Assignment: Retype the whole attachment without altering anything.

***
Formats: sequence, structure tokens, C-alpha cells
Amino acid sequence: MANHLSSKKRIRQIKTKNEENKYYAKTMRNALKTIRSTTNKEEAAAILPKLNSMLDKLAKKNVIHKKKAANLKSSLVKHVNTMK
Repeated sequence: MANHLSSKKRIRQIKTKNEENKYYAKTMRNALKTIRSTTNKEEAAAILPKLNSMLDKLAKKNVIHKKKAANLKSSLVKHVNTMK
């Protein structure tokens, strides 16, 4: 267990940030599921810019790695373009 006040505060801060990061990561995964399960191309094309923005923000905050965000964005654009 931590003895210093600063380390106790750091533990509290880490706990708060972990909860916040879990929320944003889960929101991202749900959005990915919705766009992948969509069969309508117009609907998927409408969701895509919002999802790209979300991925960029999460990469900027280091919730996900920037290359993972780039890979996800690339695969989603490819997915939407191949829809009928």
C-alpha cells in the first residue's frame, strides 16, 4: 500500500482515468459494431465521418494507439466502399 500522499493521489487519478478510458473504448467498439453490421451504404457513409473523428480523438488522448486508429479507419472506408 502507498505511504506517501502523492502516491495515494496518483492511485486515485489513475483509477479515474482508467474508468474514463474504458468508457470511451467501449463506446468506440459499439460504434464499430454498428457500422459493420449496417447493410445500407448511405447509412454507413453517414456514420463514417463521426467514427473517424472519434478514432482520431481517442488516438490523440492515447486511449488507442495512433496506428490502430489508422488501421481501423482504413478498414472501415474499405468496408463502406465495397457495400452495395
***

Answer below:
Formats: sequence, structure tokens, C-alpha cells
Amino acid sequence: MANHLSSKKRIRQIKTKNEENKYYAKTMRNALKTIRSTTNKEEAAAILPKLNSMLDKLAKKNVIHKKKAANLKSSLVKHVNTMK
Repeated sequence: MANHLSSKKRIRQIKTKNEENKYYAKTMRNALKTIRSTTNKEEAAAILPKLNSMLDKLAKKNVIHKKKAANLKSSLVKHVNTMK
């Protein structure tokens, strides 16, 4: 267990940030599921810019790695373009 006040505060801060990061990561995964399960191309094309923005923000905050965000964005654009 931590003895210093600063380390106790750091533990509290880490706990708060972990909860916040879990929320944003889960929101991202749900959005990915919705766009992948969509069969309508117009609907998927409408969701895509919002999802790209979300991925960029999460990469900027280091919730996900920037290359993972780039890979996800690339695969989603490819997915939407191949829809009928």
C-alpha cells in the first residue's frame, strides 16, 4: 500500500482515468459494431465521418494507439466502399 500522499493521489487519478478510458473504448467498439453490421451504404457513409473523428480523438488522448486508429479507419472506408 502507498505511504506517501502523492502516491495515494496518483492511485486515485489513475483509477479515474482508467474508468474514463474504458468508457470511451467501449463506446468506440459499439460504434464499430454498428457500422459493420449496417447493410445500407448511405447509412454507413453517414456514420463514417463521426467514427473517424472519434478514432482520431481517442488516438490523440492515447486511449488507442495512433496506428490502430489508422488501421481501423482504413478498414472501415474499405468496408463502406465495397457495400452495395